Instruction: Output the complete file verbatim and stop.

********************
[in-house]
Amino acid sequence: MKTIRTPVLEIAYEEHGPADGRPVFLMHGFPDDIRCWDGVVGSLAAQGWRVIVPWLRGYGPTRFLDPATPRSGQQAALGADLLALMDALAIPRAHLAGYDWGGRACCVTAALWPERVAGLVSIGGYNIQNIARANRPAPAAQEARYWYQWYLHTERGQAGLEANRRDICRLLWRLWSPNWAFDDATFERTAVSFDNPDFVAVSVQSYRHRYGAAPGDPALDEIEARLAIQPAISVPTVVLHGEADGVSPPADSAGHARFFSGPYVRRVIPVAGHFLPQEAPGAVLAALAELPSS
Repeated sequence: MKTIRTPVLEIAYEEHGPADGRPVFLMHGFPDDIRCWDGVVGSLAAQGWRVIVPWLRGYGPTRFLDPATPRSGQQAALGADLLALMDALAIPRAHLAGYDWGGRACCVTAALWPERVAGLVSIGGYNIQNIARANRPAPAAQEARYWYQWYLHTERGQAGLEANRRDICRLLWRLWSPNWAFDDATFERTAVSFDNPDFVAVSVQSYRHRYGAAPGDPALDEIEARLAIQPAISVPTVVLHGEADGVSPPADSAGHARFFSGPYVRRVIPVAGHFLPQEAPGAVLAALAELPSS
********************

[in-house]
Amino acid sequence: MKTIRTPVLEIAYEEHGPADGRPVFLMHGFPDDIRCWDGVVGSLAAQGWRVIVPWLRGYGPTRFLDPATPRSGQQAALGADLLALMDALAIPRAHLAGYDWGGRACCVTAALWPERVAGLVSIGGYNIQNIARANRPAPAAQEARYWYQWYLHTERGQAGLEANRRDICRLLWRLWSPNWAFDDATFERTAVSFDNPDFVAVSVQSYRHRYGAAPGDPALDEIEARLAIQPAISVPTVVLHGEADGVSPPADSAGHARFFSGPYVRRVIPVAGHFLPQEAPGAVLAALAELPSS
Repeated sequence: MKTIRTPVLEIAYEEHGPADGRPVFLMHGFPDDIRCWDGVVGSLAAQGWRVIVPWLRGYGPTRFLDPATPRSGQQAALGADLLALMDALAIPRAHLAGYDWGGRACCVTAALWPERVAGLVSIGGYNIQNIARANRPAPAAQEARYWYQWYLHTERGQAGLEANRRDICRLLWRLWSPNWAFDDATFERTAVSFDNPDFVAVSVQSYRHRYGAAPGDPALDEIEARLAIQPAISVPTVVLHGEADGVSPPADSAGHARFFSGPYVRRVIPVAGHFLPQEAPGAVLAALAELPSS